Updated: Feb 3
How adding intentional error to your compass bearing can save you time and prevent you from getting lost...
Intentionally heading a few degrees to the left or right of your destination while navigating in the wilderness sounds counterintuitive. This is especially true when you consider the effect of compass variation across greater distances. For example, if you are only one degree off from your target, at a distance of a mile you will be 92 ft. away from your destination. This may not sound like a massive distance at first, but if you take into account the possibility of traveling through difficult terrain or heavy brush and tree cover, 92 ft. could make finding your target extremely difficult.
Aiming off is a navigation technique that involves traveling a couple of degrees to the left or right of your intended destination in order to simplify and “error-proof” your path of travel. For example, let’s say you have been camping along a river with friends. Your group sees an interesting rock feature on the topographical map at an azimuth of 90° from your campsite. The group navigates to the rock feature by following the 90° azimuth. When the group is ready to travel back, it would be reasonable to index the back azimuth (270°) and follow it to the campsite.
However, after traveling towards the 270° back azimuth, your group eventually reaches the river but your campsite is nowhere in sight. It seems that when traveling, the lead navigator drifted off the direction of travel. Now you have two options, you know that you are camping along the river, but is your campsite to the left or right? If you make the wrong decision, at best you may be traveling much further than anticipated until you realize your mistake and turn back, and at worst you could end up lost, injured, or caught in a situation where you are separated from your gear during nightfall or inclement weather.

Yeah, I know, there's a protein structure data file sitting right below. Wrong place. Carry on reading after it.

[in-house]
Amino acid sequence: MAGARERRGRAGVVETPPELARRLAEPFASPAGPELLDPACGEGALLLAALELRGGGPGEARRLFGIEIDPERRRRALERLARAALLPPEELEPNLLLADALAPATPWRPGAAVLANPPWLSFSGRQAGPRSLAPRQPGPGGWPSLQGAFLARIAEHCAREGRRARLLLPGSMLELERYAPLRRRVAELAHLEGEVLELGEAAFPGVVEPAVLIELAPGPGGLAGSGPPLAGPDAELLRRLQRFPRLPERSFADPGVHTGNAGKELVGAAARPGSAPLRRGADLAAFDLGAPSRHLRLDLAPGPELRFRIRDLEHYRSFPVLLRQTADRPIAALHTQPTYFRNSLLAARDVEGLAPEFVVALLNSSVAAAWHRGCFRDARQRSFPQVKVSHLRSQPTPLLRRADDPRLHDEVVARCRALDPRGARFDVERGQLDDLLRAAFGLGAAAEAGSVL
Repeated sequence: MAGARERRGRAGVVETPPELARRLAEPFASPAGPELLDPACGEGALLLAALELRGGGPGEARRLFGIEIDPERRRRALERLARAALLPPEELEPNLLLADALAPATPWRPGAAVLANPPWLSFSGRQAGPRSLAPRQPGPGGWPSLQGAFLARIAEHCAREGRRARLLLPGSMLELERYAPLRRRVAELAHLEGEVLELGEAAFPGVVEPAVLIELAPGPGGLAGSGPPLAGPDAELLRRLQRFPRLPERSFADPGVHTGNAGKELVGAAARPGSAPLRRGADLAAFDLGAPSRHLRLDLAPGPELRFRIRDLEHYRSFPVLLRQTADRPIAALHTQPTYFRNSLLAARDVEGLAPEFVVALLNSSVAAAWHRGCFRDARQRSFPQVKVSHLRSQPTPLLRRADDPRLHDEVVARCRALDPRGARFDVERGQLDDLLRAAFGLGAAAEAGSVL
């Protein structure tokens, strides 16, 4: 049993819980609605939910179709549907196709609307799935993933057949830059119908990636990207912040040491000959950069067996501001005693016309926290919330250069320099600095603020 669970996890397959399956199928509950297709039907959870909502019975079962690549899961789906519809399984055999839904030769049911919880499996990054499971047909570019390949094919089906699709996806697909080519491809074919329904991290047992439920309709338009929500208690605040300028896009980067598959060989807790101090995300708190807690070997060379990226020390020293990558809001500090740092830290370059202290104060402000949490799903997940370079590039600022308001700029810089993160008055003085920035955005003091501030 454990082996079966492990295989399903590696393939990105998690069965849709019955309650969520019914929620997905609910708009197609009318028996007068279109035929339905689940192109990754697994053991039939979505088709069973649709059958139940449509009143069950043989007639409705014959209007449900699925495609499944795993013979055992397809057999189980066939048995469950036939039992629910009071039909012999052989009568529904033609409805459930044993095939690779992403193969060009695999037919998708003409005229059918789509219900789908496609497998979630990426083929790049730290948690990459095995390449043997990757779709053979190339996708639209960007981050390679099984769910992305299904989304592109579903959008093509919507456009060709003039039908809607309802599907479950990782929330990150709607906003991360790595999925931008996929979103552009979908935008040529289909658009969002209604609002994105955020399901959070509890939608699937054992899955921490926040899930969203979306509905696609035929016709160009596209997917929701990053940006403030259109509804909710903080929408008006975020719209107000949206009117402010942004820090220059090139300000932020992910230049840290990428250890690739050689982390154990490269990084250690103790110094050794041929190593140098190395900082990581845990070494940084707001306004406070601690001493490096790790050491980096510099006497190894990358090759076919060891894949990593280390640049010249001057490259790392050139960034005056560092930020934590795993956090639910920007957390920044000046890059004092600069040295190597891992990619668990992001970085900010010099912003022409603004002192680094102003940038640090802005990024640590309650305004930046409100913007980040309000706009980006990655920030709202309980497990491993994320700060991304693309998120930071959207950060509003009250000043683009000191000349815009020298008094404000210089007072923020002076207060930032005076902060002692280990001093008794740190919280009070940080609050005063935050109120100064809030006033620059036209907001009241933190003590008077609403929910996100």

Now if one uses the technique of aiming off and intentionally setting your direction to one side of your campsite, the guesswork of “which way to turn to camp” is removed. For example, instead of traveling directly at 270°, your group decides to aim off and travel at 273°. This intentional deviation will place your group to the right of your campsite so that once you reach the river, you know that turning left will put you in the direction of the camp.
When used in conjunction with a backstop such as a river or a road, this technique can be easily implemented with little knowledge and preplanning. Aiming off can be incredibly useful to find a vehicle parked along a road, a treestand set along a powerline, a trailhead that leads to a secluded fishing hole, and several other scenarios only limited by your imagination and navigational prowess.
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Wilderness Survival Instructor
Woodsrunner School, LLC